I’m after the following when I write: emotional intelligence, travel, walking, practicality, and absurdity. But whatever the specifics, I strive to make the practical value a strong feature. I also want to recognize and reveal how practicality is, to my enduring amusement and delight, often so generously and surprisingly absurd.
Here is my bio:
Aaron Lundstrom educated himself by checking out books from various public libraries across the United States and by attending the United Bicycle Institute for two weeks in September 2004. It was at about this time, in 2004, when he concluded that he was spending too much time in poetry and not enough time in practicality.
Aaron’s poetry chapbook, "literati narcosis," which showcased his disappointment in his pursuit of poetry and other creative literature, was a finalist for the 2004 Winnow Press Poetry Chapbook Award. Thereafter, Aaron barely wrote, save for a few articles written between 2006 and 2007 in the spirit of “pragmatic art.” These articles were published on mnartists.org, an online arts magazine and community supported by Minneapolis, Minnesota’s Walker Art Center.
From 2008 through 2011 Aaron was an artisan at Trillium Artisans in Portland, Oregon. He made and sold items from salvaged bicycle parts, including necklaces and bracelets made from bike chain. Other bike-oriented works he made include incense burners, an oil lamp, an ice fishing pole, a thermometer-hygrometer set, and a sculpture made -- inadvertently -- in the style of Pablo Picasso’s “Bull’s Head.”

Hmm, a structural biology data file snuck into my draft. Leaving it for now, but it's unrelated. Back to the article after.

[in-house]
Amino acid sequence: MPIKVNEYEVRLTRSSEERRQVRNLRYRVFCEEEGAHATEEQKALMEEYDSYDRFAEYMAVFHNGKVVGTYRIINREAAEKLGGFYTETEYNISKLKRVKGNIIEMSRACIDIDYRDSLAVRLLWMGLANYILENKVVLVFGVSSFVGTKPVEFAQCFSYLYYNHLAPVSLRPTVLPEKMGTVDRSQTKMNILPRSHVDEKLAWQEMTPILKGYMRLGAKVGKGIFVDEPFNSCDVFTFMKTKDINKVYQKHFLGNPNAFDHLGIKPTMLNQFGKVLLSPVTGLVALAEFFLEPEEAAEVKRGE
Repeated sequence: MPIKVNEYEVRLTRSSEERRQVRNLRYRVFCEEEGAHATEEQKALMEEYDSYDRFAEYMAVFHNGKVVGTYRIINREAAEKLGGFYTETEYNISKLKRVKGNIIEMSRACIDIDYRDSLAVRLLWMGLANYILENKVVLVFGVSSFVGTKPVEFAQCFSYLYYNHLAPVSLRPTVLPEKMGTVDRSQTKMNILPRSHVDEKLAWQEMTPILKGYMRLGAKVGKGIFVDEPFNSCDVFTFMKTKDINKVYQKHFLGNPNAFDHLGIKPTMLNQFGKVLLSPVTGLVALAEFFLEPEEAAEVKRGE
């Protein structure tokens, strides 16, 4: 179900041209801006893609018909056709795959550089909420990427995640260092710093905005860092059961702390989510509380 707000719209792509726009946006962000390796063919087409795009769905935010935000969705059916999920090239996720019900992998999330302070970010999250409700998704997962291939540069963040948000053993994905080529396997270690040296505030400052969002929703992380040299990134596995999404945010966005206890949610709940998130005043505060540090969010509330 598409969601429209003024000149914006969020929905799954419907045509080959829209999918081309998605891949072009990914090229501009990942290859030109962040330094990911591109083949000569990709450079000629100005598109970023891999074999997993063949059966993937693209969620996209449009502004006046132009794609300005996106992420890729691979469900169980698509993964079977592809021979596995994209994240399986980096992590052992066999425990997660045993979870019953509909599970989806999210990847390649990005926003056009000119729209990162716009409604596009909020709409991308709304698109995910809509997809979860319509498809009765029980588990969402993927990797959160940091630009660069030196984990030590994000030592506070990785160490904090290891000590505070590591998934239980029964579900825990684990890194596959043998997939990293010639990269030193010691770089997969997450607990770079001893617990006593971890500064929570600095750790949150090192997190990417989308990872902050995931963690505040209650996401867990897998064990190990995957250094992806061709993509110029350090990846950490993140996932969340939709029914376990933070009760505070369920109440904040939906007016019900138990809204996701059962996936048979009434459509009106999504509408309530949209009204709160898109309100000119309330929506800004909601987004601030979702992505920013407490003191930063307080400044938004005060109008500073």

From 2011 to 2012 Aaron focused on writing again, this time more in the context of travel, conceptual art, and Marcel Duchamp’s warning to be wary of the “religion of art.” With all this in mind and with the goal to relay practicality in his writing, Aaron wrote a nonfiction book proposal -- "NEWGAME" -- about the history of cooperative chess (as opposed to competitive chess), including details about his own cooperative chess variant that he designed. This led to agent Jeff Schmidt of NY Creative Management offering to represent his proposal and pitch it to major publishers. Some of these publishers responded positively, but ultimately they passed on the proposal citing that it was too much of a niche project.
In 2014 Aaron began writing "MONO: A Novel of Conceptual Travel," a 62,000-word literary novel centered on the theme of obsession with reconciliation. He wrote "MONO" in the style of a “self-help travelogue” and finished it in February 2015. In August 2015, agent Jeff Schmidt again offered his representation and agreed to represent "MONO." He’s now pitching the manuscript to publishers. Meanwhile, Aaron’s now seeking funds for a literary art project, "DISRUPT: Human Trafficking," which is designed to educate Oregon fuel attendants about the signs of human trafficking and modern-day slavery.